Taxes on sweetened beverages work to decrease their use, but only while they are in effect and perhaps only if they are levied with the appropriate public health message, according to a new study.
Several cities have implemented soda taxes, taxes on sugary beverages, in some cases to try to control rising rates of overweight and obesity and the health problems they bring; in others to generate revenue.
For the most part, soda taxes have worked. They have tended to decrease the consumption of sodas and other sweetened drinks, but they have not always worked as hoped. Increased taxation not only has a way of producing a lopsided effect on people of color and working families, soda taxes may be ineffective when people decide to purchase lower-tax beverages, such as beer, that also have health consequences.
The Cook County tax did decrease the demand for sweetened beverages by 27 percent while it was in effect, but the public resented it.
The tax did decrease the demand for sweetened beverages by 27 percent while it was in effect, according to Lisa Powell of UIC, but its speedy repeal marked a missed opportunity to promote a public health message on the harmful effects of sweetened beverages, linking them to diseases like type 2 diabetes, cardiovascular disease and obesity which are now known to be associated with more severe illness from COVID-19.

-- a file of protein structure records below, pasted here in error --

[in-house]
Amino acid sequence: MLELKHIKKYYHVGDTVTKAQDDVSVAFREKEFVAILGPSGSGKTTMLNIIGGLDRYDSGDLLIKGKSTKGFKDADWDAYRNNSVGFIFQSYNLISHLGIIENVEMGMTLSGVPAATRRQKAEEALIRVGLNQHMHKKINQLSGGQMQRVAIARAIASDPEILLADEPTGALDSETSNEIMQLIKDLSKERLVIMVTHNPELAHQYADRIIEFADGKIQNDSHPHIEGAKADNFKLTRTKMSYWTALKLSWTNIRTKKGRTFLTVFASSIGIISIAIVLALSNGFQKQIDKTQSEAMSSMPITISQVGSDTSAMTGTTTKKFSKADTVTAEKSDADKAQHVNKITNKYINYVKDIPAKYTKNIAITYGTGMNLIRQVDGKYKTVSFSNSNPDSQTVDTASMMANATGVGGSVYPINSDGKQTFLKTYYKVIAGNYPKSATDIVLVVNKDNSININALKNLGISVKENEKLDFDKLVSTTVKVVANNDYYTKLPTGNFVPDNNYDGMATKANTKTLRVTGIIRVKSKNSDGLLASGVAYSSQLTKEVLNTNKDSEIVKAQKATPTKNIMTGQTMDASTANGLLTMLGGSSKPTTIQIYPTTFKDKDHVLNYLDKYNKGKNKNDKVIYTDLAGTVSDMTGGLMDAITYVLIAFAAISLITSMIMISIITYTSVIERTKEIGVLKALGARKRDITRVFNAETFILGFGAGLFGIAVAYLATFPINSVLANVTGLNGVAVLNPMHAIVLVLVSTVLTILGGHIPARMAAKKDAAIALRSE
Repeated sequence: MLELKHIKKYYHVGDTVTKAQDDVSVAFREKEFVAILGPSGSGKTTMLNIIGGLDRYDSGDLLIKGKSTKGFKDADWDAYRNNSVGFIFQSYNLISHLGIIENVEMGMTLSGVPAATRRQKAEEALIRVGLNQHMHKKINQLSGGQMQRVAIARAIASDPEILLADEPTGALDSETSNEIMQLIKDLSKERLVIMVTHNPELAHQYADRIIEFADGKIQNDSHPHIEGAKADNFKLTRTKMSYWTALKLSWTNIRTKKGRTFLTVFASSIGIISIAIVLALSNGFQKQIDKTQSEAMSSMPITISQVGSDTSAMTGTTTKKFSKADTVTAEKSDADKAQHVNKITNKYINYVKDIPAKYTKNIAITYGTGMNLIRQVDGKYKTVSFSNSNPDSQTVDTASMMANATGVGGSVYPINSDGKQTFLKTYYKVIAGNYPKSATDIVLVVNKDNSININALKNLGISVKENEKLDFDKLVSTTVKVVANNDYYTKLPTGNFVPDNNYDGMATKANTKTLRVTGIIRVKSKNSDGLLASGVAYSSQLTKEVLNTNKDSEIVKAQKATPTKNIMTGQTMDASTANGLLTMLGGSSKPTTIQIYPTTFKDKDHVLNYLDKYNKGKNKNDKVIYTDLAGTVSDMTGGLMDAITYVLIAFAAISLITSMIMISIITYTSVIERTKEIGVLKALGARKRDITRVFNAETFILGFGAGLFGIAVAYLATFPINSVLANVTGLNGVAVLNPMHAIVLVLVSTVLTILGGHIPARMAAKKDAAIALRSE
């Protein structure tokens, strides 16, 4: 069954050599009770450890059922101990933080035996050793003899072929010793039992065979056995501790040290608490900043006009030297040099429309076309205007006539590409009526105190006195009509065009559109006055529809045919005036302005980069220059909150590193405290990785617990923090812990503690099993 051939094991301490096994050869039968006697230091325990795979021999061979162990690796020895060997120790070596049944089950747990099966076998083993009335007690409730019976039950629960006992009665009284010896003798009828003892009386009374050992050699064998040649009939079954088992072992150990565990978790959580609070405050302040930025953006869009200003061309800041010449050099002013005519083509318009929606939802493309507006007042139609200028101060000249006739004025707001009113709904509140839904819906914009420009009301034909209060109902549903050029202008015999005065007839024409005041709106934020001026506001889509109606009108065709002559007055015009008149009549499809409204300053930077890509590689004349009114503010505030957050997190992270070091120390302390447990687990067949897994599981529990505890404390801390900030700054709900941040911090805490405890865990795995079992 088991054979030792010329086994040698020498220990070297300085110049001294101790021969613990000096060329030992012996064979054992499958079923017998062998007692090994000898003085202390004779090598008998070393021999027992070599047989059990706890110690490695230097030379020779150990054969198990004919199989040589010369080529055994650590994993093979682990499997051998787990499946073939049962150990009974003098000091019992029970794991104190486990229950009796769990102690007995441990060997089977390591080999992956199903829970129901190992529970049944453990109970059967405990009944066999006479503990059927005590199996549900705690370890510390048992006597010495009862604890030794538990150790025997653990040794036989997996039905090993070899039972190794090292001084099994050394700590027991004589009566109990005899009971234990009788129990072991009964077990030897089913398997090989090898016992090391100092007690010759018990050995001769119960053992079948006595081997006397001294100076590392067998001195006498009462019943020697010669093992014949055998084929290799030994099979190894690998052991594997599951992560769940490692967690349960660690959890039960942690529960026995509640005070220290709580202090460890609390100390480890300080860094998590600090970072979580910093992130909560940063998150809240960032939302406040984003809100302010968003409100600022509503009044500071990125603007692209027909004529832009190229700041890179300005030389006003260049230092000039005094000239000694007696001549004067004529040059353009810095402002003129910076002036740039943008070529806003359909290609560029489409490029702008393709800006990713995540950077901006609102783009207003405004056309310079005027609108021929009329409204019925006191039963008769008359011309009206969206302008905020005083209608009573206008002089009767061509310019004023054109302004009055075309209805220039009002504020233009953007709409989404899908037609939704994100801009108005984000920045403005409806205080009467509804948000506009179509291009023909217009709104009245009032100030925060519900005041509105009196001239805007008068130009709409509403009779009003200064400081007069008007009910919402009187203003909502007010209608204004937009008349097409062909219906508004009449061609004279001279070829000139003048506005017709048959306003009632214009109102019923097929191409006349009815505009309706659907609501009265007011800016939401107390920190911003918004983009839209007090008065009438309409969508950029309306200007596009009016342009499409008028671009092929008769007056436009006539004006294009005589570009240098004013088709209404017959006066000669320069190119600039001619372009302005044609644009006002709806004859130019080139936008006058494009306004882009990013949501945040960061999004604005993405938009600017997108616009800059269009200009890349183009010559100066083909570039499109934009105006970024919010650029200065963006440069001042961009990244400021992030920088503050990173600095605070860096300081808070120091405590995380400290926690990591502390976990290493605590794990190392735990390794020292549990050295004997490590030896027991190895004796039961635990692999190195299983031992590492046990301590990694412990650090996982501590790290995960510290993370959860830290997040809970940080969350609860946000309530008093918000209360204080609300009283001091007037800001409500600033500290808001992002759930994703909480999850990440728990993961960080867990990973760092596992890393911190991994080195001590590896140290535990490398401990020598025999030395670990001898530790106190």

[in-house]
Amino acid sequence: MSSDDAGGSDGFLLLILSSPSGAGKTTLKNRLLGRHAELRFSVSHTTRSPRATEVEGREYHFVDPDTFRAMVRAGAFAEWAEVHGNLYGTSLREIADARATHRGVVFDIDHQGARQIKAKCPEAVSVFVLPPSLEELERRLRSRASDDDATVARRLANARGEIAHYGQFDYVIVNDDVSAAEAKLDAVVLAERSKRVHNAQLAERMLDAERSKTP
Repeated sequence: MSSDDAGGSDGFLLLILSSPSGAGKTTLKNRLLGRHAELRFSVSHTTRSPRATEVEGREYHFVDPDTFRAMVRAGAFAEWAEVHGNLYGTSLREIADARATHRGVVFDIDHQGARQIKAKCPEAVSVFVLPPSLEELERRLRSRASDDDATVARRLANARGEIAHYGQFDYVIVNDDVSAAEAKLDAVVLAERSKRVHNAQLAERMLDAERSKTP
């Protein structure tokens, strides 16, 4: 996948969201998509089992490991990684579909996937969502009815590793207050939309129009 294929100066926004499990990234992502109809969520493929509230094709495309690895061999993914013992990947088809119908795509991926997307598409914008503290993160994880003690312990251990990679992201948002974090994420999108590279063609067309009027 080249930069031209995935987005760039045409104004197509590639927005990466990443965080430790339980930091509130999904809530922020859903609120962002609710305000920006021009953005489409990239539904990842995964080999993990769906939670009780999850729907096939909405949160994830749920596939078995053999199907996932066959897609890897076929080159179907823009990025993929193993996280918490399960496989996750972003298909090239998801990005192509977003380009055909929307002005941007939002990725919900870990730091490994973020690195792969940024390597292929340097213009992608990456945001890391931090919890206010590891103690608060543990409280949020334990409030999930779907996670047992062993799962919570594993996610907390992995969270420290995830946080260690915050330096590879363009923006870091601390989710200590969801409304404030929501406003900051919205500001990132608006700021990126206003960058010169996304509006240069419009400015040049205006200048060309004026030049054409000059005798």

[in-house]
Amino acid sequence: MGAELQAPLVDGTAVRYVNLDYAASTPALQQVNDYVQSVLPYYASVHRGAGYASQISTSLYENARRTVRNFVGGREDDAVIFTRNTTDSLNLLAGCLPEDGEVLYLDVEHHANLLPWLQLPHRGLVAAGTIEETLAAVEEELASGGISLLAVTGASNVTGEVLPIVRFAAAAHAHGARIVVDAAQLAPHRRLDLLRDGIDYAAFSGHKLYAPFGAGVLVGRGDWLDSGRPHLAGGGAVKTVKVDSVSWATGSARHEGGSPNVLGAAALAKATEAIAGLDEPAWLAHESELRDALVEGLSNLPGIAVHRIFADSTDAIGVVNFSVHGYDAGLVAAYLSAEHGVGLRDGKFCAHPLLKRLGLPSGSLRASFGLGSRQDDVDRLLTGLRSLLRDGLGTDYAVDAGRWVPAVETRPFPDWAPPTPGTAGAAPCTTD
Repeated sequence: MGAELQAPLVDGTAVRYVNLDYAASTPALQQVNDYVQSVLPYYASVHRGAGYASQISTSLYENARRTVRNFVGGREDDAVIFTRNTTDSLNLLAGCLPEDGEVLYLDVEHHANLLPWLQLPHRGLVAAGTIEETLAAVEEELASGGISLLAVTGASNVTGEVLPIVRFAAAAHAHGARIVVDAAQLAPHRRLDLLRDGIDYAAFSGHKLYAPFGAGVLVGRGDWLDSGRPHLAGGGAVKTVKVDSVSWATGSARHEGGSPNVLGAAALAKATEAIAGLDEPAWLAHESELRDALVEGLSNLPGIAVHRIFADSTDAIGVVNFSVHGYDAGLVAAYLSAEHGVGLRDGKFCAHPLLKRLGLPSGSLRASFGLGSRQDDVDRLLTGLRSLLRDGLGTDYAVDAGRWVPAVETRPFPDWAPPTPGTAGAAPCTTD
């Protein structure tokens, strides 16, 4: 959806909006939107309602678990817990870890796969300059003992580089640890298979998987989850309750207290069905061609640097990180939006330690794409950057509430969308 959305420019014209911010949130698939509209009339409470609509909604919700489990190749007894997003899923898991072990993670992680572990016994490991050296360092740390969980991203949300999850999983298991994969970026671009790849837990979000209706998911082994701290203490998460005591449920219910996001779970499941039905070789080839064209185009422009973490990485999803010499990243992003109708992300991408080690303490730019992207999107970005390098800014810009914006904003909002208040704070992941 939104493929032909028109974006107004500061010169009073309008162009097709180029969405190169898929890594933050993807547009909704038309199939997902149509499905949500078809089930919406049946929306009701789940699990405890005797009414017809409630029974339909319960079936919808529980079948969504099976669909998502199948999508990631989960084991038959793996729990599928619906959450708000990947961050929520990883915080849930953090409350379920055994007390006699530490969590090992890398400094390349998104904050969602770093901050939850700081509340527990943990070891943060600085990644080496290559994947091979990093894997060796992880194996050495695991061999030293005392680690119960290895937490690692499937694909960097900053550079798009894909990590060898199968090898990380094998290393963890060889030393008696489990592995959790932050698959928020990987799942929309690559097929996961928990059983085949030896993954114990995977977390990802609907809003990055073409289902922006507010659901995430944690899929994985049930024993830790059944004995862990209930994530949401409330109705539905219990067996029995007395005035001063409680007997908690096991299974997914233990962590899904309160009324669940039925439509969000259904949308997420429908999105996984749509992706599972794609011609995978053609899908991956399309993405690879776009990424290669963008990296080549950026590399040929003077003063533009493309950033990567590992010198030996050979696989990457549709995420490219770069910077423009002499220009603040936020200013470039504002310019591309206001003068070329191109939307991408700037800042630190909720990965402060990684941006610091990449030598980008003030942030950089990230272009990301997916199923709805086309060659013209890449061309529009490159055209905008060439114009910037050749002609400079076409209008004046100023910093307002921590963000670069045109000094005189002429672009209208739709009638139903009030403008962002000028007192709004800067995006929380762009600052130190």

The Illinois Sweetened Beverage Tax was promoted as a way to lower budget deficits in Cook County, Illinois, which encompasses Chicago. It taxed not only sugar-sweetened beverages but also beverages sweetened with artificial sweeteners. University of Illinois Chicago researchers decided to use the short-lived tax as an opportunity to look at the effect the messaging around soda taxes can have.
They compared the quantity of sweetened beverages sold and their prices in Cook County from two years before the tax to the four months after the tax was in place and the eight-month period of time after the tax was repealed to sales and price of sugar- and artificially- sweetened sodas in St. Louis, Missouri, which did not have a soda tax.
During the four months the soda tax was in effect in Cook County, the price of sweetened beverages rose 1.13 cents per ounce. Once the tax was repealed, the price dropped 1.19 cents per ounce. Sales of sweetened beverages dropped by 27 percent with the tax, but rose about 30 percent after the tax repeal.
Researchers were left to wonder if there could have been a more lasting impact had public messaging been focused on the health benefits of decreased consumption of sweetened beverages rather than raising money for the county in a way that disadvantaged the working class.
The study was published in JAMA Open Network.